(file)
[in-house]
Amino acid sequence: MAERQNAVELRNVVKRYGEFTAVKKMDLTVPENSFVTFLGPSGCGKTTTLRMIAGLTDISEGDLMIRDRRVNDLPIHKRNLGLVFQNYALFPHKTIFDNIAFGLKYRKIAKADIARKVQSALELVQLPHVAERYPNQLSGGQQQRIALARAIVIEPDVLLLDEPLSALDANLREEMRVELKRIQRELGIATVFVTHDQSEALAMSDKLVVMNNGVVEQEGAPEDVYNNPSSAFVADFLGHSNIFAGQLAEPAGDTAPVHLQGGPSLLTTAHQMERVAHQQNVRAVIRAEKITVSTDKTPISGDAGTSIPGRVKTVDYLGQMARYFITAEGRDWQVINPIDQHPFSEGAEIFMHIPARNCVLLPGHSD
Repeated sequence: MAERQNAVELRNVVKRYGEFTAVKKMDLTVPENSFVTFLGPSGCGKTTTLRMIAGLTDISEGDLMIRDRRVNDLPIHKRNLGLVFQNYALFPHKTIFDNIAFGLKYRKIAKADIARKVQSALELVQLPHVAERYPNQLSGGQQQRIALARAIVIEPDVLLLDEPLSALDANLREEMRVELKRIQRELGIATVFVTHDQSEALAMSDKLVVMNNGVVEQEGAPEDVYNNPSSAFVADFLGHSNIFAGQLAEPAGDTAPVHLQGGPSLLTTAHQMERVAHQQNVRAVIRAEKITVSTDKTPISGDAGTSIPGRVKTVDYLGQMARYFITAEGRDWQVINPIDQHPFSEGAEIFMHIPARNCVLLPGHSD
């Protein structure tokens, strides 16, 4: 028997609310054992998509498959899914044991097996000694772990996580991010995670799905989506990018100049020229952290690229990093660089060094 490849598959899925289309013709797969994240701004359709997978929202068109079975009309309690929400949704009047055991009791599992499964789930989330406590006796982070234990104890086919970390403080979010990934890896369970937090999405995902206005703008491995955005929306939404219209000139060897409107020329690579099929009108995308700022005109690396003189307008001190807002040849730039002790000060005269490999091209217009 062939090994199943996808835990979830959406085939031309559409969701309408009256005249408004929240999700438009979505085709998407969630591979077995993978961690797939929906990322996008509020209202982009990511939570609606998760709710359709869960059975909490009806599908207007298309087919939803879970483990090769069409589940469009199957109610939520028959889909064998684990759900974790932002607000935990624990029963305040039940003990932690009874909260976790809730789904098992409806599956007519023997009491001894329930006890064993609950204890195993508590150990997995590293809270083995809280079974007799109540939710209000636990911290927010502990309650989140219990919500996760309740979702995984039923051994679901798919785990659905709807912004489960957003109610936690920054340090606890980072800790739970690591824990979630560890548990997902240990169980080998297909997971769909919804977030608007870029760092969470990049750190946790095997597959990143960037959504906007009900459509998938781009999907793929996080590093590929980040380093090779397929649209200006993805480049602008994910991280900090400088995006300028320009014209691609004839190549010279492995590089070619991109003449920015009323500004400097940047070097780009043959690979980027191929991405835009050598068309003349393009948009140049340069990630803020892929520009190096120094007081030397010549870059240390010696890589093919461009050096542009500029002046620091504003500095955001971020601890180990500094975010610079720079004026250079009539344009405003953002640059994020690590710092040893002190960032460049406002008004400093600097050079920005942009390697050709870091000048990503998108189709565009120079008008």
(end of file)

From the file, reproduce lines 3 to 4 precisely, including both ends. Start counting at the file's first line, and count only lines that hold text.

Repeated sequence: MAERQNAVELRNVVKRYGEFTAVKKMDLTVPENSFVTFLGPSGCGKTTTLRMIAGLTDISEGDLMIRDRRVNDLPIHKRNLGLVFQNYALFPHKTIFDNIAFGLKYRKIAKADIARKVQSALELVQLPHVAERYPNQLSGGQQQRIALARAIVIEPDVLLLDEPLSALDANLREEMRVELKRIQRELGIATVFVTHDQSEALAMSDKLVVMNNGVVEQEGAPEDVYNNPSSAFVADFLGHSNIFAGQLAEPAGDTAPVHLQGGPSLLTTAHQMERVAHQQNVRAVIRAEKITVSTDKTPISGDAGTSIPGRVKTVDYLGQMARYFITAEGRDWQVINPIDQHPFSEGAEIFMHIPARNCVLLPGHSD
């Protein structure tokens, strides 16, 4: 028997609310054992998509498959899914044991097996000694772990996580991010995670799905989506990018100049020229952290690229990093660089060094 490849598959899925289309013709797969994240701004359709997978929202068109079975009309309690929400949704009047055991009791599992499964789930989330406590006796982070234990104890086919970390403080979010990934890896369970937090999405995902206005703008491995955005929306939404219209000139060897409107020329690579099929009108995308700022005109690396003189307008001190807002040849730039002790000060005269490999091209217009 062939090994199943996808835990979830959406085939031309559409969701309408009256005249408004929240999700438009979505085709998407969630591979077995993978961690797939929906990322996008509020209202982009990511939570609606998760709710359709869960059975909490009806599908207007298309087919939803879970483990090769069409589940469009199957109610939520028959889909064998684990759900974790932002607000935990624990029963305040039940003990932690009874909260976790809730789904098992409806599956007519023997009491001894329930006890064993609950204890195993508590150990997995590293809270083995809280079974007799109540939710209000636990911290927010502990309650989140219990919500996760309740979702995984039923051994679901798919785990659905709807912004489960957003109610936690920054340090606890980072800790739970690591824990979630560890548990997902240990169980080998297909997971769909919804977030608007870029760092969470990049750190946790095997597959990143960037959504906007009900459509998938781009999907793929996080590093590929980040380093090779397929649209200006993805480049602008994910991280900090400088995006300028320009014209691609004839190549010279492995590089070619991109003449920015009323500004400097940047070097780009043959690979980027191929991405835009050598068309003349393009948009140049340069990630803020892929520009190096120094007081030397010549870059240390010696890589093919461009050096542009500029002046620091504003500095955001971020601890180990500094975010610079720079004026250079009539344009405003953002640059994020690590710092040893002190960032460049406002008004400093600097050079920005942009390697050709870091000048990503998108189709565009120079008008």